So maybe my questions will make me seem like an idiot, but I'll ask them anyway. As the name of this topic suggests, if I want to start to learn Python, what resources are the best for achieving that goal? Googling "python tutorial" gives a ton of results, but how do I know which ones are legitimately good and which ones are crap? In terms of audiogame development, since that's what I'd use it for, which tutorials and/or other resources would best help with learning how to set up and manipulate sound correctly. Also, in terms of audiogame development, which libraries/engines would be best for this, and which ones are documented well, maintained and updated, and have active communities in case of questions? There appear to be several to choose from based on what I have found on Google. Pygame, Pyglet, Ren’Py, Arcade, Cocos2d, Panda3d, probably others that I haven't seen.
#121 (edited by magurp244 2019-03-15 23:48:07)
There are a number of free books available, such as [Dive Into Python], [How To Think Like A Computer Scientist], or the [Python Practice Book]. In general though the basics of python are fairly straight forward, loops, if statements, variables, etc. so even "crap" sources can provide at least some useful information.
As for audio, its difficult to point to any particular tutorial on that, as there are a variaty of libraries around with their own functions and methods, although you may find my [OpenAL Examples] useful for getting started. If you have any questions feel free to ask. Much of the books i've already mentioned only cover the core basics of the language, so if you plan on getting into game development you'll need some additional libraries for handling things like windows, key input, and such. Most tend to choose between Pygame or Pyglet, there are others but they can be a bit troublesome to deal with. Its also worth noting that both Pygame and Pyglet have their own audio functions, if you feel like starting out with those.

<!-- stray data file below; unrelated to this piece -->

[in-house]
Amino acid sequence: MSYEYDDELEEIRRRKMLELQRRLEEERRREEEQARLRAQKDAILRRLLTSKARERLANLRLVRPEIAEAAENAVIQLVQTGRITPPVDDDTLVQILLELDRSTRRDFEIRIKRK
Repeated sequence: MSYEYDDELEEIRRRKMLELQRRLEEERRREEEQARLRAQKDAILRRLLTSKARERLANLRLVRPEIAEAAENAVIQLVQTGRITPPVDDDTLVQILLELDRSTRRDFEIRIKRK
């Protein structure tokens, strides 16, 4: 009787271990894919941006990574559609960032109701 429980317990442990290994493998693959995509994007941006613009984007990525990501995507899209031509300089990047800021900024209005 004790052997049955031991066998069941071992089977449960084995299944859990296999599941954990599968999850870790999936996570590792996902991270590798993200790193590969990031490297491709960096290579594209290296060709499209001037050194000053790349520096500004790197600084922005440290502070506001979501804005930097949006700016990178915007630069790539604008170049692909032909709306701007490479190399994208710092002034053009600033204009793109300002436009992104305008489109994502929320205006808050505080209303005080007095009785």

Your choice of library should also be determined based on what you plan on doing, Pygame is largely for 2D applications, Pyglet can handle both 2D and 3D, Ren'Py is mostly for text based games, and Panda3D is a 3D engine based framework. I've haven't played much with cocos2D or Arcade so can't offer much advice on them.
python's not a bad choice. Besides, you can always learn a new programming language later with much more ease after your first one. Learning C next to python might be beneficial later, since python is relatively slow compared to C. Python can import C code though (I'm simplifying this), so if you ever need super fast performance for example when coding a huge 3d map system C might help. THen again, python has a near limitless amount of libraries already made, so you might not have to code this yourself. But you should focus on learning the basics first before going on about if a language is useful for a specific task. It's better to just learn something and later discover another tool might have a few advantages and learning it afterwards, rather than obsessing over which programming language to use and not getting anywhere in the mean time.
golfing in the kitchen
O wow. Leave it to me to write up a lengthy reply to another topic, and then post it into the wrong topic.. Never mind...
golfing in the kitchen